Assumptions on the Academy Awards

Academy Awards

The 90th Academy Awards ceremony is this coming Sunday. I stand by two ideas regarding Oscars and other awards.

  1. Receiving an Oscar doesn’t necessarily make a movie worth watching.
  2. The lack of Oscar awards or nominations doesn’t mean a movie isn’t worth watching.

I do, however, enjoy watching the Academy Awards and other awards shows, and I will be sitting down to watch on Sunday night. I have a few predictions for the way the awards will go, and they likely won’t be exactly the way I would like them to go. As an aside, I have seen almost all of the nominated films at this point. Without further ado:

Best Picture:

There are nine movies nominated for this award, all of which I have seen. I think, based on my knowledge and estimations of the Academy and past awards, that The Shape of Water will win Best Picture. The movie I want to win and the movie I think should win is Get Out, but I really don’t think it will. Get Out is the best movie of 2017, and it will have greater lasting impact and cinematic significance than The Shape of Water. More people have seen and liked Get Out, and it’s astounding that a February 2017 release has retained enough momentum and impact to hold onto awards buzz almost a year later. Unfortunately I believe that The Shape of Water will win—just like other Best Picture winners in past years, it was also nominated for Best Director and Best Original Screenplay, which usually means it will receive Best Picture. Don’t get me wrong, The Shape of Water is a great movie—one of the best of the year in my opinion—I just don’t think it deserves to win over Get Out.

Best Director:

Five directors are nominated for this category, and I honestly think it could reasonably go to four of them. Christopher Nolan won’t get it, because he directed Dunkirk as a summer blockbuster, but if Dunkirk had come out in November, I think he would have had a much better shot. That being said, the remaining four—Greta Gerwig, Jordan Peele, Paul Thomas Anderson, and Guillermo del Toro—are all fantastic directors in their own right. Because of The Shape of Water’s multiple nominations and likely win for Best Picture, I don’t think del Toro will win this award. The remaining three leave a tough choice. If I had to pick, I would prefer Jordan Peele to win the award, just because Get Out is a stellar movie. Lady Bird is a stellar movie. Both directors have put together films that hopefully mark the start of two incredible directorial careers but I just like Get Out better. That being said, I think the Academy will pick Gerwig or Paul Thomas Anderson.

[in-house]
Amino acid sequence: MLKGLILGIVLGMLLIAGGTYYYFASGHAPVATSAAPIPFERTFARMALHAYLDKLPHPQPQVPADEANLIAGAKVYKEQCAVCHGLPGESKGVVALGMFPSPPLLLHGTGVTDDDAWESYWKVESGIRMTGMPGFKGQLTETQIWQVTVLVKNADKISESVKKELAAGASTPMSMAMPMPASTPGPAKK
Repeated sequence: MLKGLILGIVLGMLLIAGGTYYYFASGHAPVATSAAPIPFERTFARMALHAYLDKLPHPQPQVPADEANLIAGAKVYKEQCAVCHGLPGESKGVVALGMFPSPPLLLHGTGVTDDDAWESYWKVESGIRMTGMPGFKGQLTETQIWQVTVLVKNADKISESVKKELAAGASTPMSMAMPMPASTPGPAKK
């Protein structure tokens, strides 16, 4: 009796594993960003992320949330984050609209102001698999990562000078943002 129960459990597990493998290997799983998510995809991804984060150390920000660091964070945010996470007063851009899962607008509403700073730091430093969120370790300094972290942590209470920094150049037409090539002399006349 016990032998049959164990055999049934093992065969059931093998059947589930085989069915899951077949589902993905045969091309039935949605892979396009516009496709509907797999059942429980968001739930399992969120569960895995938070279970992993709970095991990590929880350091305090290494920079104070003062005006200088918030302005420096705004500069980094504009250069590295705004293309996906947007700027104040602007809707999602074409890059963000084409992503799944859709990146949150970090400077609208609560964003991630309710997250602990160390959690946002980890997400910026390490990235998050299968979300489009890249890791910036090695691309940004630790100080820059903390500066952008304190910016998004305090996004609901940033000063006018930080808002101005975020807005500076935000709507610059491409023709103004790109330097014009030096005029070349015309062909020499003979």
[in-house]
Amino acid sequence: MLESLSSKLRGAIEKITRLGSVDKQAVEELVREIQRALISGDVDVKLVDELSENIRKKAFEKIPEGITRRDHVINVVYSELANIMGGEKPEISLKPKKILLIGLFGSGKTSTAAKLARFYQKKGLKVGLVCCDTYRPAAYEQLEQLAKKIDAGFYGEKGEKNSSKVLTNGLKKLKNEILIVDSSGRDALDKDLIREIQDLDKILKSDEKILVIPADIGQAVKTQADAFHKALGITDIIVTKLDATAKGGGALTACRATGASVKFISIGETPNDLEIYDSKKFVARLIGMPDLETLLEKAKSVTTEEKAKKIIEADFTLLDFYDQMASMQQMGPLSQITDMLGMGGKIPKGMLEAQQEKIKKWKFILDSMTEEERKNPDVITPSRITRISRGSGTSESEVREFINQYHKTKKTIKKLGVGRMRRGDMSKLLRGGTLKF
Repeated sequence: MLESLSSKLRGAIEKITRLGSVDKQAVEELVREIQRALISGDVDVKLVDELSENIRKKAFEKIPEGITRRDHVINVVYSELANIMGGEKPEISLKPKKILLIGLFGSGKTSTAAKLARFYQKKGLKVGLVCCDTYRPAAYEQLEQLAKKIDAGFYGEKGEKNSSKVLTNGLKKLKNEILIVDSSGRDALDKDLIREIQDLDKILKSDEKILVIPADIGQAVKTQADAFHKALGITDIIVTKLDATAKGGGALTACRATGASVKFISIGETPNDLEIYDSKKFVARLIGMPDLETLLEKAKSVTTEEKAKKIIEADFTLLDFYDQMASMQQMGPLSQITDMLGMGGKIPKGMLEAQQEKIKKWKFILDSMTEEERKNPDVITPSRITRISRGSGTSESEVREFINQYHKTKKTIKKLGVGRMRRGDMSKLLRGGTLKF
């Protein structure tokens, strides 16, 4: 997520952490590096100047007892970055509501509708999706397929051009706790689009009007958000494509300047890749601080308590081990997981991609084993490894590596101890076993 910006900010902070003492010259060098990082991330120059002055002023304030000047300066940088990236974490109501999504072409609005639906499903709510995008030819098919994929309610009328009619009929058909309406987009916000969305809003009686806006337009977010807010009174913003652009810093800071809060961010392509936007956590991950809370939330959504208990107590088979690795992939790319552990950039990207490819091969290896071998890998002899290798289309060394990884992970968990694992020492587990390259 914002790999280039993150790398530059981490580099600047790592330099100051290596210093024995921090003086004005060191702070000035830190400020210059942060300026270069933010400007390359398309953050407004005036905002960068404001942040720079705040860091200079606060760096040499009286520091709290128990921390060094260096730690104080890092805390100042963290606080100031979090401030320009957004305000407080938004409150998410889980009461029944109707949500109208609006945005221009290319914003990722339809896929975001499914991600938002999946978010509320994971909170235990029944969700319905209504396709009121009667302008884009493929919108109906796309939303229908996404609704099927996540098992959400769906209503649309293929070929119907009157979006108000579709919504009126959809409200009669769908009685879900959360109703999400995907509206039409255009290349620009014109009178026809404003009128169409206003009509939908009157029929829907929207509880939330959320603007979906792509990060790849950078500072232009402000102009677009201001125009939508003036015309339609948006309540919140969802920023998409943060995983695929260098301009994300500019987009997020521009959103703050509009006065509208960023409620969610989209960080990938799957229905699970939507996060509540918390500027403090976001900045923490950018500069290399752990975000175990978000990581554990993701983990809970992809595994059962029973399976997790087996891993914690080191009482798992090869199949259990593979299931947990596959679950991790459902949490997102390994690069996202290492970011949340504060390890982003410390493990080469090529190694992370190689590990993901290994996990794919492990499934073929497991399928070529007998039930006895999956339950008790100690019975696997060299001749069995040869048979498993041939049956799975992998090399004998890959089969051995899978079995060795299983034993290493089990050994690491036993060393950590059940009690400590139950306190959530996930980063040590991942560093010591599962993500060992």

Best Actor/Actress:

First of all, I think the gendered division between these two awards is offensive, as it excludes actors who don’t identify as a man or woman. The problem with doing away with the Best Actress category and giving two Best Actor awards to people of any gender is that the old white men who choose the nominations would nominate very few women over men. Furthermore, people who don’t identify as men or women rarely get roles in films to begin with, and the old white guys who make nominations definitely aren’t picking them. But, because these are this year’s categories, and because it doesn’t look like the Academy will be changing them anytime soon, I have a few thoughts on the nominees. I think that Gary Oldman and Daniel Day-Lewis are the favorites for the Best Actor category, but as much as I love both of those actors, I think Timothée Chalamet deserves the award. I really enjoyed Roman J. Israel, Esq. and if the movie had been slightly better, Denzel Washington (who is also nominated) would be a surefire pick for this category. As for Best Actress, I think it will, and should be, either Sally Hawkins for The Shape of Water or Saoirse Ronan for Lady Bird. Frances McDormand is fantastic in Three Billboards Outside Ebbing, Missouri, but I don’t think she outshines either Ronan or Hawkins. I think both of these women gave incredible performances in their respective roles and I would be happy if the award went to either of them. I really don’t want it to go to the Academy’s favorite person in the world—Meryl Streep. Streep is an incredible actress, but I think that the Academy tosses her a nomination or an award every year just because she’s Meryl Streep. Her performance last year in Florence Foster Jenkins certainly didn’t deserve a nomination, and her performance as Katharine Graham in The Post doesn’t deserve one either. For that matter, The Post is a good movie, but it really shouldn’t have gotten any nominations. But anyway, no, Streep did not give the best performance by an actress this year by any means.

This column is way too long, despite only covering four categories, so here I will end.

Featured Image by Wikimedia Commons

Jacob Schick
About Jacob Schick 176 Articles
Jacob is the Head Arts Editor for The Heights. He is from Winter Park, Florida and he is currently trying to watch every movie in existence (he’s pretty close). You can follow him on Twitter @schick_jacob or email him at [email protected]